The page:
In a recent study done by Frances Moore and Delavane Diaz of Stanford University which focuses on climate ‘damage functions’ point to stronger impacts on the world’s poor that will be caused by climate change, than predicted before. In a world divided as rich and poor, the study provides that while rich economies will grow well in a warmer world, the economies of the poorer countries would be significantly impacted.
Economic Impacts of Climate Change
The study “ Temperature Impacts on Economic Growth Warrant Stringent Mitigation Policy” states that “damage from climate change that directly affect growth rates have the potential to markedly increase the social cost of carbon because each temperature shock has a persistent that permanently lowers GDP.”
It adds that, “Continued warming therefore has a compounding effect over time, so that even very small growth effects result in much larger impacts than the traditional damage formulation.”
The study also provides that in a world impacted by climate change, “The average annual growth rate in poor regions is cut from 3.2% to 2.6%, which means that by 2100 per-capita GDP is 40% below reference.”
The poorer countries already sensitive to climate impacts due to their vulnerability will have more impact on their economies as the temperature increases. This is reinforced due to the impacts it would have on agriculture.
“Higher temperatures may be more damaging in poor countries because their economies are reliant on climate-exposed sectors such as agriculture and natural resource extraction, or because risk management options such as insurance or air conditioning are not as widely available. In this case we would expect the sensitivity of poor regions to warming to decrease as per-capita GDP increases,” explains the study.
Limiting Global Temperature Increase to Less than 2°C.
While climate negotiations focus around achieving the global level of temperature increase to below 2° C , the Small Island States and the least developed countries call for a target of 1.5 °C. And the call for the lower level is justified through the study which points out that there is a need to aim for lesser than 2°C. Predictions for the economically optimal pathway points to an increase in a global surface warming around 3–3.5°C which would risk the survival of many vulnerable states, and its communities.
Moore and Diaz’s study finds that if climate change does affect GDP growththen the best path to be adopted is to limit temperatures to between 1.6 and 2.8°C warming in 2100, with a best estimate of around 1.7°C warming.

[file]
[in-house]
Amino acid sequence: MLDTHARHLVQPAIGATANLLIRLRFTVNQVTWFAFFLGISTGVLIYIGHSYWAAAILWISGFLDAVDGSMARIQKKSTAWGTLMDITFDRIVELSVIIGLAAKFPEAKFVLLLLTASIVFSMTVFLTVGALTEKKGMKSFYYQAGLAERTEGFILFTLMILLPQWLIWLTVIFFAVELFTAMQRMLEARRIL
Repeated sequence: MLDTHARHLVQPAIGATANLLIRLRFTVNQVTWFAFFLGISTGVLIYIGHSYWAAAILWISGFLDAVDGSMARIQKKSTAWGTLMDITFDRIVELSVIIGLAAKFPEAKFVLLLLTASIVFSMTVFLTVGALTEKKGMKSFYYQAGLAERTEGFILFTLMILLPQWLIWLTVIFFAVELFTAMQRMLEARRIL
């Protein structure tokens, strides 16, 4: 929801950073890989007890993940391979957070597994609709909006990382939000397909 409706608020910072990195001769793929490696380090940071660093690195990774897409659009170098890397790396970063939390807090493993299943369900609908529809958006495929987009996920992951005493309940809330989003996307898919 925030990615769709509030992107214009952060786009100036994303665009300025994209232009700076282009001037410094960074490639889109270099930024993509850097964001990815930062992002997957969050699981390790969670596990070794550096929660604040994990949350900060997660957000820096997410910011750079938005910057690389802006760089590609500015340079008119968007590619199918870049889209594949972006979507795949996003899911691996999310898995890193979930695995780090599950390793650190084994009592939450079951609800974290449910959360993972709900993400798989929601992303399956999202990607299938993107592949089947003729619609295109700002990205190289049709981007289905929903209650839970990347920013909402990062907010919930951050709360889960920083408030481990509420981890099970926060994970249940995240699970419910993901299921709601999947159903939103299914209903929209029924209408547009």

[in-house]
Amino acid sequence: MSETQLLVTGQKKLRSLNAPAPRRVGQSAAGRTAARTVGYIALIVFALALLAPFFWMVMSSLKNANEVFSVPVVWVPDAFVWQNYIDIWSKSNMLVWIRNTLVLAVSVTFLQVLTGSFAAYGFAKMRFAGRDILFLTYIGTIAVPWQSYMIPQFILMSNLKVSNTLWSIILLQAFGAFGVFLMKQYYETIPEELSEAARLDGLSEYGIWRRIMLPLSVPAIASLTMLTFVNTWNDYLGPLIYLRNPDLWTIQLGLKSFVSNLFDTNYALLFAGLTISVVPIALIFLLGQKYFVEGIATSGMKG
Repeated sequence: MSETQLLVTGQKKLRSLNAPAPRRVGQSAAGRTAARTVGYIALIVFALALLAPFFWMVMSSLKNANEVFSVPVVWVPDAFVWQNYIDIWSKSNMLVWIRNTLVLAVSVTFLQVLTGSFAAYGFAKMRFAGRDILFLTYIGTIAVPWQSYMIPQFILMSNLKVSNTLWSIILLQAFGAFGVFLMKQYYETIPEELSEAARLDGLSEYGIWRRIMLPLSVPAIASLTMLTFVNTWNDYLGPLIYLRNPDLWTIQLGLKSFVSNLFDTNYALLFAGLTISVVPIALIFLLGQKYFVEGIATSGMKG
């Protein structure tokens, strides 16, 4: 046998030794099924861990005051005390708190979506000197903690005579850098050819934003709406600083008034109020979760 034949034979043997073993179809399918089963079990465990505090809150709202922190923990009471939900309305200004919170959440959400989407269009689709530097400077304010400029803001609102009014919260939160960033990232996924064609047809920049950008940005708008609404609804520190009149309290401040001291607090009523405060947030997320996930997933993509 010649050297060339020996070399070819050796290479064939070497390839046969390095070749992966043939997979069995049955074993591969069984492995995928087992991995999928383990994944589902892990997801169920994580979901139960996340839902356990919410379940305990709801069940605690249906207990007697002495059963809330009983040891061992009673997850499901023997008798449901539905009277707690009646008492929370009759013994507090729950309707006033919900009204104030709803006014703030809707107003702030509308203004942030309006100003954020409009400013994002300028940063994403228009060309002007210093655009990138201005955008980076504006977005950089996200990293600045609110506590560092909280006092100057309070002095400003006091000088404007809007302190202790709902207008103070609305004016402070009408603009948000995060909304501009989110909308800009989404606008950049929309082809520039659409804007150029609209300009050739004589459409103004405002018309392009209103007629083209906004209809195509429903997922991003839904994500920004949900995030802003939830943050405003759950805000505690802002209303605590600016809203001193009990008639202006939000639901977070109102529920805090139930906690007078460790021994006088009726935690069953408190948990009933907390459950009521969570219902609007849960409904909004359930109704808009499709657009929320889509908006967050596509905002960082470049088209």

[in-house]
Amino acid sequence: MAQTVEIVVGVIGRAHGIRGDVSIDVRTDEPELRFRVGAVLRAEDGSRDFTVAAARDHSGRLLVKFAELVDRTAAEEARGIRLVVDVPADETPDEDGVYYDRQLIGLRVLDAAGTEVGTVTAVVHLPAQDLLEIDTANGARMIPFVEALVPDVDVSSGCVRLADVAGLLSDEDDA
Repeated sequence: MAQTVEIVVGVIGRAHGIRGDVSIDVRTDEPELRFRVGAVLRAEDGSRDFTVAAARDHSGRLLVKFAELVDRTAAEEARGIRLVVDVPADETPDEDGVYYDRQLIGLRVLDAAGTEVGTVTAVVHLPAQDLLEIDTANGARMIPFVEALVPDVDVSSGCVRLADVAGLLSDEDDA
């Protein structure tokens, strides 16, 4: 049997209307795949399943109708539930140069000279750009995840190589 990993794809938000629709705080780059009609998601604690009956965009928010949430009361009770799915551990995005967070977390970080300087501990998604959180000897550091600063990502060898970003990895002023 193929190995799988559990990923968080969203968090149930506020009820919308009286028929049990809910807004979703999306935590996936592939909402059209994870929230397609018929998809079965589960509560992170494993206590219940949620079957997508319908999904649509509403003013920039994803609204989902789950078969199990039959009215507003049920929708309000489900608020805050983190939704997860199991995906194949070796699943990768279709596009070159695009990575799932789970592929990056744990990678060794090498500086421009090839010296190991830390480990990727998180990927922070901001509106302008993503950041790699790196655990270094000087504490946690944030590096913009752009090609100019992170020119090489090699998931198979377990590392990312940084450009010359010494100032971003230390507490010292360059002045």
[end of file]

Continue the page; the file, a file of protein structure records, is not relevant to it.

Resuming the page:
Impacts on South Asian Economies
The South Asian region is the home of communities that are most vulnerable to climate change impacts. Countries such as Bangladesh, Nepal while being among the least developed countries on the economic scale are also among the most vulnerable to the impacts of climate change with frequent floods and glacier melts. As a small island state, Maldives is also among the most vulnerable communities in the world which are at the threat of losing their homes due to sea level rise caused by climate change. While the economies of Sri Lanka, Pakistan and India will also be impacted due to impacts on agriculture, on which the country’s food security depends.
World Bank data provides that South Asia remains the home to the most number of people living in poverty. According to the World Bank’s most recent poverty estimates “about 571 million people in the region survive on less than $1.25 a day, and they make up more than 44% of the developing world’s poor.”
While South Asia has an important role to play in the global economic development, with the world’s largest working-age population, a quarter of the world’s middle-class consumers, the largest number of poor and undernourished in the world will have a key impact on its capacity. Further, as the impacts of climate change are predicted to create impacts stronger than predicted previously, there is a need to take into account such impacts and move towards a low carbon economic path if the region is to move towards economic growth prioritising on inclusive growth for the region.